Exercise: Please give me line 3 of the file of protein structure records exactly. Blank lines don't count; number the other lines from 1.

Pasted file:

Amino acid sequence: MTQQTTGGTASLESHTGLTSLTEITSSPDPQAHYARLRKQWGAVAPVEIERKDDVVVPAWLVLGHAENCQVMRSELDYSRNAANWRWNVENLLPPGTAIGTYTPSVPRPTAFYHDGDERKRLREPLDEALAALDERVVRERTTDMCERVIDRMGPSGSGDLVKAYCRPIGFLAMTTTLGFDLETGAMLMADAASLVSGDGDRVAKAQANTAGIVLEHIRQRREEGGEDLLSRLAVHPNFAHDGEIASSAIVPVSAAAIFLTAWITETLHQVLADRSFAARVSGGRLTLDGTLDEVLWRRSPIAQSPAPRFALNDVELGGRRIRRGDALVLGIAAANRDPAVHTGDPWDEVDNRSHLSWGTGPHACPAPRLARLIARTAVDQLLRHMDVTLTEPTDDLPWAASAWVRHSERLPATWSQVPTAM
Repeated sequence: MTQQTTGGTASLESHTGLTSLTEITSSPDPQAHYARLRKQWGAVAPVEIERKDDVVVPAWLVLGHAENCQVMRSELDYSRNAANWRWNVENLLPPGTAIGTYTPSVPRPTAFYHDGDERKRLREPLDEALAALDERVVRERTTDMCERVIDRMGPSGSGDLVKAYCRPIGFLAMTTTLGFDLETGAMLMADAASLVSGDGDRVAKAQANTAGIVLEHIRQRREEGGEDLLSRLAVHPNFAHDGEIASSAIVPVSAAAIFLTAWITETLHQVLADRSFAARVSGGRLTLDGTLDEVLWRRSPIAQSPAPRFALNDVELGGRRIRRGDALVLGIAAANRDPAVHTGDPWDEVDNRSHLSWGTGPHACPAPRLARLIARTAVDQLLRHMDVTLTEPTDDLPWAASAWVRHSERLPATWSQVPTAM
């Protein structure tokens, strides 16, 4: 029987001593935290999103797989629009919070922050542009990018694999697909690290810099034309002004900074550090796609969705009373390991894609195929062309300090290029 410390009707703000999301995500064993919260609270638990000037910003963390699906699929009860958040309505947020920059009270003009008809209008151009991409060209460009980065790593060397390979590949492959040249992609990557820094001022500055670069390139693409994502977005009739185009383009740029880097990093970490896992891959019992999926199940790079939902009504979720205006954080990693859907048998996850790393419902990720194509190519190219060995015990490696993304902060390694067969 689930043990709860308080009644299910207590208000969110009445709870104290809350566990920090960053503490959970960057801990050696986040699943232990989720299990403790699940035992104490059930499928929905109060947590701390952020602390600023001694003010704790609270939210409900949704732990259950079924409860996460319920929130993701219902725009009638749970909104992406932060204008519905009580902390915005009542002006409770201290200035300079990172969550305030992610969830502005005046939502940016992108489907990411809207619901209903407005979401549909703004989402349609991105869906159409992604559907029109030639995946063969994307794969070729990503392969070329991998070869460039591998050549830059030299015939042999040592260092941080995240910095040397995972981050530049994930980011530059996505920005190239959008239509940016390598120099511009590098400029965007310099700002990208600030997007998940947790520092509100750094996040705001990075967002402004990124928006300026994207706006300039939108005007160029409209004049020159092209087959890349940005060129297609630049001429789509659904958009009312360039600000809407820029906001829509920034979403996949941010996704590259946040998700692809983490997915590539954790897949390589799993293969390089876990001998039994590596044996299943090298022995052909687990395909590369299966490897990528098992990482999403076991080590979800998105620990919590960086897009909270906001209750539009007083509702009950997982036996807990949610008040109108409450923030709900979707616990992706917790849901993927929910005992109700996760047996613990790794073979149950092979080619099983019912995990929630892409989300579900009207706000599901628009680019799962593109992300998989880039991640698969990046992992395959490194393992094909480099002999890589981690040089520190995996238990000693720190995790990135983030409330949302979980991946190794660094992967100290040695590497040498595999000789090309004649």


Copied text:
């Protein structure tokens, strides 16, 4: 029987001593935290999103797989629009919070922050542009990018694999697909690290810099034309002004900074550090796609969705009373390991894609195929062309300090290029 410390009707703000999301995500064993919260609270638990000037910003963390699906699929009860958040309505947020920059009270003009008809209008151009991409060209460009980065790593060397390979590949492959040249992609990557820094001022500055670069390139693409994502977005009739185009383009740029880097990093970490896992891959019992999926199940790079939902009504979720205006954080990693859907048998996850790393419902990720194509190519190219060995015990490696993304902060390694067969 689930043990709860308080009644299910207590208000969110009445709870104290809350566990920090960053503490959970960057801990050696986040699943232990989720299990403790699940035992104490059930499928929905109060947590701390952020602390600023001694003010704790609270939210409900949704732990259950079924409860996460319920929130993701219902725009009638749970909104992406932060204008519905009580902390915005009542002006409770201290200035300079990172969550305030992610969830502005005046939502940016992108489907990411809207619901209903407005979401549909703004989402349609991105869906159409992604559907029109030639995946063969994307794969070729990503392969070329991998070869460039591998050549830059030299015939042999040592260092941080995240910095040397995972981050530049994930980011530059996505920005190239959008239509940016390598120099511009590098400029965007310099700002990208600030997007998940947790520092509100750094996040705001990075967002402004990124928006300026994207706006300039939108005007160029409209004049020159092209087959890349940005060129297609630049001429789509659904958009009312360039600000809407820029906001829509920034979403996949941010996704590259946040998700692809983490997915590539954790897949390589799993293969390089876990001998039994590596044996299943090298022995052909687990395909590369299966490897990528098992990482999403076991080590979800998105620990919590960086897009909270906001209750539009007083509702009950997982036996807990949610008040109108409450923030709900979707616990992706917790849901993927929910005992109700996760047996613990790794073979149950092979080619099983019912995990929630892409989300579900009207706000599901628009680019799962593109992300998989880039991640698969990046992992395959490194393992094909480099002999890589981690040089520190995996238990000693720190995790990135983030409330949302979980991946190794660094992967100290040695590497040498595999000789090309004649």